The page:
She insisted I always call her “mummy”, she would become selectively deaf if I tried the “mum” or “Rita” approach ~ so even as a mother myself, when in public if I needed to call her over I had to say “Mummy”. She loved that ~ it made her laugh, that’s why I think she did it. The girls called her “Grandma Twinkles” because she loved her diamonds, so many diamonds on her fingers, in her ears and round her neck ~ she loved the way they twinkled and you could never buy her too many, so it’s a name for her that stuck.
But most of all my mum cared for me, giving me support, advice, help and valuable respite when I needed it most. Her final gift to us was for her to look after the girls for us so that Dave and I could go away to America for his 40th birthday. We had the most amazing holiday and were not anxious about the girls because we knew mum had them, that they would be occupied, safe and happy in our absence. That was the final time she was well enough to do this for us, the following year her health took a massive dive, it was the start of the final relapse.
I had a huge love hate relationship with mum, especially in my teen years. Yet once I became a mum myself the dynamic changed, we argued less and started to rely more and more on each other. We saw each other daily when I lived in Lincolnshire, but when we moved to Derby we still ensured we saw each other at least once a fortnight and spoke daily, sometimes multiple times, on the phone. She was my best friend and confident. I sought her opinion on many occasions and in turn she also sought mine. I think the most precious gift she gave me was her time, we would sit and chat for hours, about everything, nothing was taboo. We put all our past grievances to bed and spoke about her death and what to do in great depth. I can put my hand on my heart and say that I feel at peace knowing that I have nothing left unsaid. That is a huge gift in itself.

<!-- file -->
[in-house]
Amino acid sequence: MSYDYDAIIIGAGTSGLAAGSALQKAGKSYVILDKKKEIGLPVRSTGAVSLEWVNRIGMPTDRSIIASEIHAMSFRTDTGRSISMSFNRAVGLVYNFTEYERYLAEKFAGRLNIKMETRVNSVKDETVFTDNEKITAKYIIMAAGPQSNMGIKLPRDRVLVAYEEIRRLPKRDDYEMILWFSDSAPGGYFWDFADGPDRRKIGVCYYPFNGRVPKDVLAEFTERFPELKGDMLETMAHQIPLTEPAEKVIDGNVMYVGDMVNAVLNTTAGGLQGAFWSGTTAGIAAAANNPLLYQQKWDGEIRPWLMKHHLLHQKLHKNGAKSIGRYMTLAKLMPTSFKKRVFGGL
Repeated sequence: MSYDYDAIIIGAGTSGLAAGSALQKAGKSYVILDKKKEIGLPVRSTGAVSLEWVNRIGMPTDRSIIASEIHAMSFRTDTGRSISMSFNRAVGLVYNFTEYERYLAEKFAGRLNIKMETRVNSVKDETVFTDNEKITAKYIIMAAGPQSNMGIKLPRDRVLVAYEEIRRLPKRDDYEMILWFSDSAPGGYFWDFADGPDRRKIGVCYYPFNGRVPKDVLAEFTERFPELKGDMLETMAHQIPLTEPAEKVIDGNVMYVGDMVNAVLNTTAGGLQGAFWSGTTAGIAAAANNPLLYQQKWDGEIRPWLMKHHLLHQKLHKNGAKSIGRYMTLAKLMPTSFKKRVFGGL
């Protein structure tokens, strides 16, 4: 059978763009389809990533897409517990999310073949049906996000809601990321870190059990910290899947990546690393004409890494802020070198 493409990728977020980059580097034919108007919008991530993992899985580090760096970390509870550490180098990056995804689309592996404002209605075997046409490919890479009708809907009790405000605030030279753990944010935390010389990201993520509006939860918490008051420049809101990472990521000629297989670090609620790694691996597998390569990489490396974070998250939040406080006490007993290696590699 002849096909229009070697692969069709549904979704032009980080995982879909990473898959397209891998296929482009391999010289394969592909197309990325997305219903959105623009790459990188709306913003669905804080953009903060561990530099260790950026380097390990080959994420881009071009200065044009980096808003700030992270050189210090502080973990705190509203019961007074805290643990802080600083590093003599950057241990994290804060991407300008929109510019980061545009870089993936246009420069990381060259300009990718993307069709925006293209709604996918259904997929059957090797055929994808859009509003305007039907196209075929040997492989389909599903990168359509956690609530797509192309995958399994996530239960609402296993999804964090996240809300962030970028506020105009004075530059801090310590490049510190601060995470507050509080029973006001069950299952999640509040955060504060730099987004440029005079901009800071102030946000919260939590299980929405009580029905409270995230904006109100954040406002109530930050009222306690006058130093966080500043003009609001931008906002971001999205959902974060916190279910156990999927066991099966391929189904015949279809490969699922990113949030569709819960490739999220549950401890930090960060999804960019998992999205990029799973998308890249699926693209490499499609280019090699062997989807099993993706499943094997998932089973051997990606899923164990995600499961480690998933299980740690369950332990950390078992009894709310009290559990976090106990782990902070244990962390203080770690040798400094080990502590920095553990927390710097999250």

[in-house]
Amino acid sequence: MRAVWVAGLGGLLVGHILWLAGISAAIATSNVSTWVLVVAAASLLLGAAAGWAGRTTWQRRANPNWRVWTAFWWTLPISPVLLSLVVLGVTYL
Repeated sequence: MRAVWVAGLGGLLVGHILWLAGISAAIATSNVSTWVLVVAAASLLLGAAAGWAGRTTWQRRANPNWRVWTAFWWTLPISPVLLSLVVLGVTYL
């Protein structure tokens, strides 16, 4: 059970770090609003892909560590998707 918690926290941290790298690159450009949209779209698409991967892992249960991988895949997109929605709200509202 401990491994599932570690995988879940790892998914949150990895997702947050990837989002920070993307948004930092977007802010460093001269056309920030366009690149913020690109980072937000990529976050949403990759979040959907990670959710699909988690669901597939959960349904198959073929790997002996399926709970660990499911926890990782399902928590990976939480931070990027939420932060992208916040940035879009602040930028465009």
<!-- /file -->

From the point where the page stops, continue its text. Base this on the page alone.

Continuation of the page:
Whenever I am down I talk to her, I ask for signs as her way of giving me advice, and they usually come. I have dreams about her when I need . Also sensations of that warmth I received on that final Sunday, a hug from the other side, when I am most despondent and blue.
Mum has left behind a wonderful legacy, one that has shaped how we; my girls, Dave and I, respond to situations that befall us. During our low moments, our episodes of ill health, we remember her strength and humour and do our best to live up to the standard she set. It was noted on many occasions during our “family therapy” sessions (to help us cope and come to terms with illness and issues beyond our control), that our family was pretty unique in the way we used laughter as a means of coping and communication, that we all gave each other the permission to be vocal about their thoughts and were respectful of each others differing views. That has stuck with me and feel very strongly that it was mums strength and laughter that shaped our family dynamic.
I’ll leave you now with some photos, here are a few of me with mum ~ everyone said we look very alike, now I find myself looking into the mirror and see mum staring back at me in my own reflection…
Mum and Dad on their wedding day…
Mum liked to dress up on the odd occasion too…
Then there were the times when she would just be out enjoying life…
Mum was a wonderful woman who makes me laugh and cry in equal measure whenever I think of her…
We tried to spend every Christmas together, either at their house or ours, this last one in 2008 was held at our house in Derby. It was the January of 2009 that mums health started to decline. That last Christmas together was full of so much laughter and joy, we had no idea what was coming…
I even have photographic evidence of her lying having a “rest” at a party in the hotel corridor!..
We had a celebration of mums life on the 4th of January 2010, the girls carried on mums poetic tradition by penning two poems which they read during the ceremony. She would have been so proud of them…
Mum, although you are no longer physically with me, I know you are there. I see you in my reflection and in the girls. You have shaped our lives to look towards the positive, to not give up and to always push forward no matter what the obstacles. That is your legacy to us.
Thank you mum for the good times, the laughter, the silliness and the joy you gave us, I love this photo of us mostly because it encapsulates our relationship perfectly.